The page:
Warnock campaign says dodging second debate shows Walker 'can't be trusted'
Democratic U.S. Sen. Raphael Warnock, left, may be building up a lead over Republican Senate hopeful Herschel Walker, according to a new poll. Ross Williams/Georgia Recorder

On the heels of a dramatic Friday night debate, U.S. Sen. Raphael Warnock's campaign took aim at his Republican opponent for refusing to commit to facing off again in Atlanta Sunday evening.

"If Herschel Walker can't show up for a debate, he can't be trusted to show up for Georgians in the U.S. Senate."

While Warnock (D-Ga.) and Libertarian Chase Oliver plan to attend the 7:00 pm ET debate hosted by the Atlanta Press Club, the controversial Republican candidate, Herschel Walker, has not accepted an invitation.

Warnock's campaign said in a statement Sunday that Walker "denying Georgians multiple opportunities" to see the difference between the candidates reaffirms that "he is not ready to represent the people of Georgia."

"On Friday night, Rev. Warnock showed voters the clear choice Georgians have in this election, and while he will do the same tonight in Atlanta, Herschel Walker won't be there because he's refusing Georgians that opportunity," said Quentin Fulks, the Democrat's campaign manager.

"If Herschel Walker can't show up for a debate," Fulks added, "he can't be trusted to show up for Georgians in the U.S. Senate."

Warnock and fellow Georgia Democrat Sen. Jon Ossoff both won crucial runoff races last year, giving their party narrow control of the upper chamber. Only Warnock is up for reelection this year. Early voting for next month's midterms begins on Monday in the state.

Recent polling shows Warnock winning over Walker, but in several cases that lead has been within the survey's margin of error. The Georgia race is one of a few—along with contests in Nevada, Pennsylvania, and Wisconsin—expected to determine whether Democrats retain Senate control.

Walker and Warnock have so far only debated once—last Friday. During that meeting, the incumbent stressed that his GOP challenger—a former professional football player with a history of domestic violence and a dissociative identity disorder diagnosis—"has a problem with the truth."

Referencing incidents from Walker's past, Warnock said Friday, "One thing I have not done—I've never pretended to be a police officer, and I've never threatened a shootout with the police."

In a move that has since garnered national headlines, Walker insisted on defending his previous claims of a career in law enforcement and took out an honorary badge—prompting an argument with a debate moderator, who stressed that props were not allowed.

Citing Walker campaign spokesperson Will Kiley, The New York Times reported that "the badge was given to him in recognition of community service work he had done with the Cobb County sheriff's department," and he has another from Johnson County, which includes his hometown.

The newspaper noted that representatives for both departments were unavailable to comment but spoke to other state sources who put the honorary badge into context:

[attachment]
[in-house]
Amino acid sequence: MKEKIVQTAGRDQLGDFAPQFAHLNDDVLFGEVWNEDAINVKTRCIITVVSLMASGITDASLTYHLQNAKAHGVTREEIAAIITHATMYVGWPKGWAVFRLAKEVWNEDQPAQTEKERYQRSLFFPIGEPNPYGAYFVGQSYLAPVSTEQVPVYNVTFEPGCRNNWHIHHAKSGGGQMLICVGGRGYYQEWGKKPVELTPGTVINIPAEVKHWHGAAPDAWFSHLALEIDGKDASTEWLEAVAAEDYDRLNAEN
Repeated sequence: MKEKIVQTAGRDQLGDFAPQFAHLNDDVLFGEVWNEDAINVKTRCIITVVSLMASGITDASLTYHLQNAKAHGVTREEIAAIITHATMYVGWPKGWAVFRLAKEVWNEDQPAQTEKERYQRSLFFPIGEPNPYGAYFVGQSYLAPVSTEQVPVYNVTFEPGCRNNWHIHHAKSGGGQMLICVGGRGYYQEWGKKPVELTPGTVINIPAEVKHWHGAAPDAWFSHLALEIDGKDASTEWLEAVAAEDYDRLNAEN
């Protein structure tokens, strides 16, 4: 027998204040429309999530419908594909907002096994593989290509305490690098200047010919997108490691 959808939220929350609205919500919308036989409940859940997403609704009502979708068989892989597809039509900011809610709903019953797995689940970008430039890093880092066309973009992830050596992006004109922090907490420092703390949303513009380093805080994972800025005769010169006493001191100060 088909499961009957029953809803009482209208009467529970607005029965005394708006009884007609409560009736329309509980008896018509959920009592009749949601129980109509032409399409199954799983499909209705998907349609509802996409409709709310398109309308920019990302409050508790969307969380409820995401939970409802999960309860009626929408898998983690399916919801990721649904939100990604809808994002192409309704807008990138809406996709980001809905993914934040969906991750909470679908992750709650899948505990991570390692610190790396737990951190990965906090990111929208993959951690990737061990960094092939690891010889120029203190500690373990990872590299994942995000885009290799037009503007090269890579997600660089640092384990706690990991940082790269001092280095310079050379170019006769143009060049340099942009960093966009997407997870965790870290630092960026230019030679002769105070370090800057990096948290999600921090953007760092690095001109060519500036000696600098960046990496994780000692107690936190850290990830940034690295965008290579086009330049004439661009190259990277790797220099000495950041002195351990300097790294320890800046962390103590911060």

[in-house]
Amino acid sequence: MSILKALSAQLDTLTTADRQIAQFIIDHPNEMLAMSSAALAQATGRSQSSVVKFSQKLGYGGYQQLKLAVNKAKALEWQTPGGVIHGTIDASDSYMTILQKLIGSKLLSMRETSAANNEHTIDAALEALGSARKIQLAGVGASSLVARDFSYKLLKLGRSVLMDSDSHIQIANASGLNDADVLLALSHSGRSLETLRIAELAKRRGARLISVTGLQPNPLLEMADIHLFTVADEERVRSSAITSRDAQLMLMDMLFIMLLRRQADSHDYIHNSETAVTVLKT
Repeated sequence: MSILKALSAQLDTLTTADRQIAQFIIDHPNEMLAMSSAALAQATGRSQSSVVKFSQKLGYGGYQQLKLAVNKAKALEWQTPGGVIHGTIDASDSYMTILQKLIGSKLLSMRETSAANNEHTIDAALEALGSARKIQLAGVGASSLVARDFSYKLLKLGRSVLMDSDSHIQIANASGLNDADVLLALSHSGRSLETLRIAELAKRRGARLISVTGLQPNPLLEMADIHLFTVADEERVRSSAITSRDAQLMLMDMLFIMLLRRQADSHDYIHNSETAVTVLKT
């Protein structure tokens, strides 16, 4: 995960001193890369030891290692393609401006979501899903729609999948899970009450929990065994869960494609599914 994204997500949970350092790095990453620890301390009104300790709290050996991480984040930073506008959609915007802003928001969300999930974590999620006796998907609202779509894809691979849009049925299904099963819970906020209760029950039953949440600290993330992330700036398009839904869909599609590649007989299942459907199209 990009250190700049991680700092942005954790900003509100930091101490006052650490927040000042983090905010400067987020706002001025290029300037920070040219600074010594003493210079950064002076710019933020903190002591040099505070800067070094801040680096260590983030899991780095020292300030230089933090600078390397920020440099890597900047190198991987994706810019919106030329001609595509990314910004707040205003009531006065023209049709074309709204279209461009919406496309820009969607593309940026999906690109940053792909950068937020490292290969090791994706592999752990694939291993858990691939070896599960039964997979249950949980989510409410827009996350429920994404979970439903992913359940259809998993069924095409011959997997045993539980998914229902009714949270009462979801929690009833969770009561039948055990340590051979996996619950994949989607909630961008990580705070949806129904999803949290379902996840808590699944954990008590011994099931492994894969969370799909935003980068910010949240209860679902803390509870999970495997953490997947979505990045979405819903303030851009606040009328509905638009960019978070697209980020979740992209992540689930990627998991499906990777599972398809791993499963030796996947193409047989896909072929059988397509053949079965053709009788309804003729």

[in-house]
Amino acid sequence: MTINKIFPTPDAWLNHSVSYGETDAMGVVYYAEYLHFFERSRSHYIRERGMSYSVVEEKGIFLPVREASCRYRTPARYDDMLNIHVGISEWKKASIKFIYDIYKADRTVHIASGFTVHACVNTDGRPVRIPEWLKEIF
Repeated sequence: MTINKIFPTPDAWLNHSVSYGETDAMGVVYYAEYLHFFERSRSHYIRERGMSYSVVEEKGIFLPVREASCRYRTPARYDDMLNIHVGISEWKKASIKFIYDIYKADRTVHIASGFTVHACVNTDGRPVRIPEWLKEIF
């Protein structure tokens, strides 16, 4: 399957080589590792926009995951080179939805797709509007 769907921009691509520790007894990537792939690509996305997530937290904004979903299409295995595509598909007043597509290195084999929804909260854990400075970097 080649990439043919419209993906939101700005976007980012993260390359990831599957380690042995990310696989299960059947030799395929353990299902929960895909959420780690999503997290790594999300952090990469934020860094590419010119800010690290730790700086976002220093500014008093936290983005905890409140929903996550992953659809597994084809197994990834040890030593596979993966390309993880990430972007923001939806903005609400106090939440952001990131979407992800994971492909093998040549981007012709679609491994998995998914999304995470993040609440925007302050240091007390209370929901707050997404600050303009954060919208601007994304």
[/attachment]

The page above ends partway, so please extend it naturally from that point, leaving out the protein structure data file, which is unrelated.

"Georgia sheriffs were seriously handing out those badges like candy in a candy dish," J.Tom Morgan, a former district attorney in DeKalb County, Georgia, who was elected as a Democrat, said in an interview on Saturday. "That badge gives you no law enforcement authority. He doesn't have the power to write a traffic ticket."
Mr. Morgan, who is now a professor at Western Carolina University, said the badges became so widely abused that the Georgia Sheriffs' Association curtailed the practice of giving them out.
"What would happen is somebody would get stopped for speeding, and they would whip out one of those badges," he said. "And there were people charged with impersonating a police officer."

Walker was widely ridiculed for the onstage stunt.

Media Matters for America's Matthew Gertz said of the badge-flashing that "Republican leaders are willing to accept dumb antics like this because they know Herschel Walker will be a vote for cutting Social Security, Medicare, and Medicaid, and banning abortion nationwide."

An ex-girlfriend recently claimed that Walker reimbursed her for an abortion he encouraged her to have—providing The Daily Beast with a clinic receipt, a "get well" card from the anti-choice candidate, and a bank deposit slip. She then told the Times that he unsuccessfully pressured her to terminate a second pregnancy, resulting in a now-10-year-old son.

Walker declined to comment on the Times report but has repeatedly denied that he paid for the woman's abortion, calling it "a lie" at the debate. In contrast with previous comments on the topic, Walker also claimed Friday he does not back a federal ban on abortion and instead supports Georgia's law that prohibits terminating a pregnancy after around six weeks, with limited exceptions.

Since Friday, Warnock's campaign and supporters of the Democrat have highlighted various moments from the debate, from the badge incident to the Democrat's comments in support of abortion rights.

Walker, while addressing his opposition to federal legislation capping the cost of insulin, said Friday that "I believe in reducing insulin, but at the same time, you gotta eat right... Unless you have eating right, insulin is doing you no good."

Some critics of Walker noted that while diet and exercise may help some people prevent Type 2 diabetes, there are no known ways to prevent Type 1 diabetes, and those with it must take insulin daily to survive.

Meanwhile, Warnock argued that Georgia should expand Medicaid under the Affordable Care Act and "needs a senator who believes, like I do, that healthcare is a human right."